#2 Friends

Monica's New Roommate (Part 2)


  1. Watch the video

  2. Review the picture dictionary and vocabulary videos

  3. Re-watch the video and complete the listening comprehension and gap-fill quizzes on eslvideo.com

1. Watch the video

2.Review the picture dictionary and vocabulary videos

Picture Dictionary

Images of things mentioned in the video


pipe organ

big lizard

Dear Diary, ....


It doesn't matter.


I didn't catch your name.


I'm heading to the store.


hang out

It's my life.


Vocabulary in context

listen, read, and repeat

Rachel: Daddy, I just... I can't marry him! I'm sorry. I just don't love him.

Rachel's Father: (we can't hear him, but he probably says, "It doesn't matter if you love him or not!")

Rachel: Well, it matters to me!

The phrase, it doesn't matter means something is not important.

It matters to me. = It's important to me.

Rachel: You're a shoe, you're a shoe! And then, today, I just stopped and I said, 'What if I don't wanna be a shoe? What if I wanna be a- a purse? Y'know? Or a -- or a hat!'

Rachel's Father: (we can't hear him, but he probably says, "Do you want me to buy you a hat?")

Rachel: No, I don't want'cha-ta buy me hat, I'm saying that I am a hat -- It's a metaphor, Daddy!

Reduced forms/Relaxed speech:

wanna = want to

Y'know? = You know?

I don't want'cha-ta buy me a hat. = I don't want you to buy me a hat.



A metaphor is a figure of speech that describes an object or action in a way that isn’t literally true, but helps explain an idea or make a comparison.

Examples of metaphors:

  • My brother was boiling mad. ("Boiling mad" - This implies he was very angry.)

  • The assignment was a breeze. ("A breeze" - This implies that the assignment was easy.)

Rachel: Look, Daddy. It's my life.

Rachel's Father: (says something on the phone)

Rachel: Well, maybe I'll just stay here with Monica.

Monica: Well, I guess we've established she's staying here with Monica...

It's my life. (expression)

Have you heard the song by Bon Jovi, "It's My Life"? Jon sings about his intent to live life to the fullest, to make his own decisions, and to do things the way he wants to do them."

In this episode, Rachel is standing up for herself. She says, "It's my life." She wants to make and be responsible for her own decisions. Go, Rachel! : )

established (verb)

show something to be true or certain by determining the facts.

In this episode, Monica is probably asking herself, "Does Rachel plan to stay here with me?" Rachel establishes that she intends to stay at Monica's rather than return to her father's house.

Monica: Okay, look, this is probably for the best, y'know? Independence. Taking control of your life.

Joey: And hey, you need anything, you can always come to Joey. Me and Chandler live right across the hall. And he's away a lot.

Monica: Joey, stop hitting on her! It's her wedding day!

Joey: What, like there's a rule or something?

independence noun

Example: She earned her independence with hard work and smart choices.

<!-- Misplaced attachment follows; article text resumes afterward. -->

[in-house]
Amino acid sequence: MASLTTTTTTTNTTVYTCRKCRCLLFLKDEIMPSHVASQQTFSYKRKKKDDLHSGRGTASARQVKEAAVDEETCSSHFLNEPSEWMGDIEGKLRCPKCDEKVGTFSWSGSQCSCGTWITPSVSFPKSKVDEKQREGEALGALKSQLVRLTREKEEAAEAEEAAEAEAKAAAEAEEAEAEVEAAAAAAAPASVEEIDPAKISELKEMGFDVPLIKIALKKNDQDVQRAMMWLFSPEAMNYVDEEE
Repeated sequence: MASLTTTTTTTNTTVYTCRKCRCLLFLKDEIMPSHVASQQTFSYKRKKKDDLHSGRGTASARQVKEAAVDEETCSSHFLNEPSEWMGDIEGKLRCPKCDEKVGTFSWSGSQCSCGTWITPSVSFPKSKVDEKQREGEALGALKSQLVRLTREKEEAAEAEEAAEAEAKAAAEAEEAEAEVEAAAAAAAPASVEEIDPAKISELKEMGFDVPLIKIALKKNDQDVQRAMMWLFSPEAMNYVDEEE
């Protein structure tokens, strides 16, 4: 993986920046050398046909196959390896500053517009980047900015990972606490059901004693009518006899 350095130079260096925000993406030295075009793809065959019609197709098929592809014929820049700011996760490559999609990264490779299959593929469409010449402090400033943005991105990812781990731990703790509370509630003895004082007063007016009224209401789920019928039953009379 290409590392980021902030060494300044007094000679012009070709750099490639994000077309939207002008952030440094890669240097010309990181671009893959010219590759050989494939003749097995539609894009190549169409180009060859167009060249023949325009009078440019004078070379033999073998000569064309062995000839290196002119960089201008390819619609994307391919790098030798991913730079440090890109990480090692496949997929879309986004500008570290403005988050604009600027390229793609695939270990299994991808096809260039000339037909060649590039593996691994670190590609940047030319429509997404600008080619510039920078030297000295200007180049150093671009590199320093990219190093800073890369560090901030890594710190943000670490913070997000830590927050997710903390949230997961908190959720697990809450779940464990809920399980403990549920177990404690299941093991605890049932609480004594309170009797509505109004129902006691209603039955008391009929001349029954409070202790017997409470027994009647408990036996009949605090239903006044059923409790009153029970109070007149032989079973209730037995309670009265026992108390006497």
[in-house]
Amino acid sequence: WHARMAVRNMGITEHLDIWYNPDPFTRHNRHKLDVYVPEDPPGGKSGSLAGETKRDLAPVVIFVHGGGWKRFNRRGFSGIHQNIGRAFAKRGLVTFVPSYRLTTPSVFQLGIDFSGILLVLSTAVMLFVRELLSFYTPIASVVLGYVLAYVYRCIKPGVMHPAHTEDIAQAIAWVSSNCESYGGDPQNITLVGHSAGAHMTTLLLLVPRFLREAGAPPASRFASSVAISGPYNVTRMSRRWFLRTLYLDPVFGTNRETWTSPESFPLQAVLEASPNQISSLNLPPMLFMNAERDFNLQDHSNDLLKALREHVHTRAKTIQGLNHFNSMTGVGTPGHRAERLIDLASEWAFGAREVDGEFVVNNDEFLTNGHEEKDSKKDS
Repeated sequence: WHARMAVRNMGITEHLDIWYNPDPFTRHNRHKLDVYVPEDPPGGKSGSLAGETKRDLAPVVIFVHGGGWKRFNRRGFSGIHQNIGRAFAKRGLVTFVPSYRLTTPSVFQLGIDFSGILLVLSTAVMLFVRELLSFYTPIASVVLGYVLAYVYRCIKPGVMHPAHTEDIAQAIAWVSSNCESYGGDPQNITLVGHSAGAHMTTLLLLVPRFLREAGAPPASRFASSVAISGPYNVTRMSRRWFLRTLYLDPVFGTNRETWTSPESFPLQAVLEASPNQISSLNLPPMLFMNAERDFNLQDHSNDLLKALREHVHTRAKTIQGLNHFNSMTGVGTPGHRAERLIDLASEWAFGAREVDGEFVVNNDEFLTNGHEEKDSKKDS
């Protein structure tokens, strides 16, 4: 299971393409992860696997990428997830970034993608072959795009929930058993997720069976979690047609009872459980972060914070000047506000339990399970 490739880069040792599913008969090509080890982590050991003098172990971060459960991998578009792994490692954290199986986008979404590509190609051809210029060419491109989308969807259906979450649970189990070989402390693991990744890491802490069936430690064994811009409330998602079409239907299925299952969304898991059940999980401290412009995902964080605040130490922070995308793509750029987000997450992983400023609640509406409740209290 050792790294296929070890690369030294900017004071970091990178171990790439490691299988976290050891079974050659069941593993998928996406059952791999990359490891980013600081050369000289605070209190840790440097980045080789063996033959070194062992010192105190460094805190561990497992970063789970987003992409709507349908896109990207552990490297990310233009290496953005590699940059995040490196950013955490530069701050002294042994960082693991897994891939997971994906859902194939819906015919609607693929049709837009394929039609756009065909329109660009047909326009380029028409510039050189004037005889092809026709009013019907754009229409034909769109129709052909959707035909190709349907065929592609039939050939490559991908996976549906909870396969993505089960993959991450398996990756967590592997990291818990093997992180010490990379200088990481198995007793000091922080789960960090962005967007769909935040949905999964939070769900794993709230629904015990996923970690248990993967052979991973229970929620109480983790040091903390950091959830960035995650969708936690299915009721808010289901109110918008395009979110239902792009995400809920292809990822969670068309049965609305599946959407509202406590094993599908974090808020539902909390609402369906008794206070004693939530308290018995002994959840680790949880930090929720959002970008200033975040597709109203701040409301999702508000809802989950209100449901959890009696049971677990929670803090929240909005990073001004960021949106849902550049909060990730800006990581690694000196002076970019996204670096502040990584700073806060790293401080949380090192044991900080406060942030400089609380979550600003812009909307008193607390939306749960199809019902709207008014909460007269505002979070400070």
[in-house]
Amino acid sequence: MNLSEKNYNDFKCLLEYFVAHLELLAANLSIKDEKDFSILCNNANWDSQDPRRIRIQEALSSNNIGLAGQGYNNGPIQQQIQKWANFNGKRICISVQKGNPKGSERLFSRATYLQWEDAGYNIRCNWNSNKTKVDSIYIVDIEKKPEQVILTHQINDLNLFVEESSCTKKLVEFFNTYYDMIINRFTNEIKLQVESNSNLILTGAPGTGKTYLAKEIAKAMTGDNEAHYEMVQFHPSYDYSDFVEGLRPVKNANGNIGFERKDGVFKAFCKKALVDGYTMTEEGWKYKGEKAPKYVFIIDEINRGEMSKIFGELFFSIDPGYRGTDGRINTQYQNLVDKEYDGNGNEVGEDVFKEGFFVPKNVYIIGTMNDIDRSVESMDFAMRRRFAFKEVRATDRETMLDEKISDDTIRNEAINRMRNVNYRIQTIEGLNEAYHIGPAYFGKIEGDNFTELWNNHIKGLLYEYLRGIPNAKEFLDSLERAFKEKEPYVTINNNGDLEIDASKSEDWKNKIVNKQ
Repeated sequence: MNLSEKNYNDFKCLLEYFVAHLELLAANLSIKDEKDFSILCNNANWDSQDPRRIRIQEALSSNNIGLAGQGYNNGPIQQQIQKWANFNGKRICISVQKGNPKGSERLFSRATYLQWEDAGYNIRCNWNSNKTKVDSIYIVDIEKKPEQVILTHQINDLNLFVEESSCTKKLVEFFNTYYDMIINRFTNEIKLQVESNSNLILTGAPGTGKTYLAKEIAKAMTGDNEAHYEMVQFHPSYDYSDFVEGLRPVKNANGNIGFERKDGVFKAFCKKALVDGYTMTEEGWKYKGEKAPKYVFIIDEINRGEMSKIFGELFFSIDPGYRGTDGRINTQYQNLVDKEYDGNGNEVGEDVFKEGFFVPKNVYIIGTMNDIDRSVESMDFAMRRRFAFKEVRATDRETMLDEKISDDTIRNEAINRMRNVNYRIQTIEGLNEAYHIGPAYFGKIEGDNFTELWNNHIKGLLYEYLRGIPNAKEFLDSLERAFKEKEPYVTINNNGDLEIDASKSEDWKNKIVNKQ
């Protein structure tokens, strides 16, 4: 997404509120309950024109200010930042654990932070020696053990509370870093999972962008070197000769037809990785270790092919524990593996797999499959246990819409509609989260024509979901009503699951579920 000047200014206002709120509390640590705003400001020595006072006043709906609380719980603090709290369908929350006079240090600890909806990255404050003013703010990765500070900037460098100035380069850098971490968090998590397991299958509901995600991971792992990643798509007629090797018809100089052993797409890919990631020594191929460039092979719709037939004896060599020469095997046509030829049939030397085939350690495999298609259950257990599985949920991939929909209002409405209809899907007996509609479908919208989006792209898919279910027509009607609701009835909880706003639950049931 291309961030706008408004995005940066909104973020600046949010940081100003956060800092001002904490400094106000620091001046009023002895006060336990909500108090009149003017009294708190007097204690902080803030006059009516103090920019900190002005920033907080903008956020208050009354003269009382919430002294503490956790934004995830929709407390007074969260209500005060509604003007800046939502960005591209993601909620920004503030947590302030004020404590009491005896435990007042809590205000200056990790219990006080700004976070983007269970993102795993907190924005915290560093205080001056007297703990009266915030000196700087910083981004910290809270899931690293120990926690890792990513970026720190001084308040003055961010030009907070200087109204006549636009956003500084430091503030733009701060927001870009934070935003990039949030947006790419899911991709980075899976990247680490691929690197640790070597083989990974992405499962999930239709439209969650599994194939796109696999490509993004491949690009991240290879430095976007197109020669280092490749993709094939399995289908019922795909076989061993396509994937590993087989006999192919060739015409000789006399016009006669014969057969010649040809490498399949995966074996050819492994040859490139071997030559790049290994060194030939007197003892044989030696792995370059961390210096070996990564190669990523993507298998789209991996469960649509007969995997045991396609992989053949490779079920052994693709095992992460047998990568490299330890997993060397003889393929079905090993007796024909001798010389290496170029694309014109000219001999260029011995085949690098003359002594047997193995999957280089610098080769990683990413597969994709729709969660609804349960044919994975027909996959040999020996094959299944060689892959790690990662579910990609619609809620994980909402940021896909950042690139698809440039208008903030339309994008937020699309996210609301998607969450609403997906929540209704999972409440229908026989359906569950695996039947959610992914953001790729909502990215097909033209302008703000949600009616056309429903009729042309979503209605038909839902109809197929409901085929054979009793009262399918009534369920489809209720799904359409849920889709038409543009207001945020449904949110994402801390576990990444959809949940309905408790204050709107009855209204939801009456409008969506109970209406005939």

independent adjective

Free from the influence or control of another.

Example: Someone who is independent lives on their own and supports themself.

Ross: No, go on! It's Paul the Wine Guy!

Monica: Hi, come in! Paul, this is... everybody, everybody, this is Paul.

All: Hey! Paul! Hi! The Wine Guy! Hey!

Chandler: I'm sorry, I didn't catch your name. Paul, was it?

I didn't catch your name.

I didn't catch that.


"I didn't catch your name" means, I didn't hear what your name is.


"I didn't catch that. What did you say?"

"Did you hear what he said?" / "No, I didn't catch it."

"I didn't catch what you said. Can you repeat that, please?"

Chandler: Please don't do that again. It's a horrible sound.

Paul: It's, uh, it's Paul.

Monica: Buzz him in!

Joey: Who's Paul?

horrible adjective

very unpleasant.

Example: I've had a horrible day. A tree fell on my car, my girlfriend is mad at me because I was late to our date, and I sprained my ankle walking home.

Well, I was kinda supposed to be headed for Aruba on my honeymoon, so nothing!

to head to/for + adj or noun


be headed to/for + adj or noun

phrasal verb

Definition: To move towards a place.


"After a couple of days in Portland, we'll head to Seattle."

"Which way are you headed?"

"Hey! I'm heading to the store. Do you need anything?"

"Hey! I am headed to the store. Do you need anything?"

Ross: Anyway, if you don't feel like being alone tonight, Joey and Chandler are coming over to help me put together my new furniture.

Chandler: Yes, and we're very excited about it.

Rachel: Well actually thanks, but I think I'm just gonna hang out here tonight.

hang out phrasal verb

Spend time relaxing by yourself or socializing with friends.

Example: We didn't do anything special last night. We just hung out at home and watched Friends.

3. Re-watch the video and complete the listening comprehension and gap-fill quizzes on eslvideo.com

#2 Friends: Monica's New Roommate (Part 2)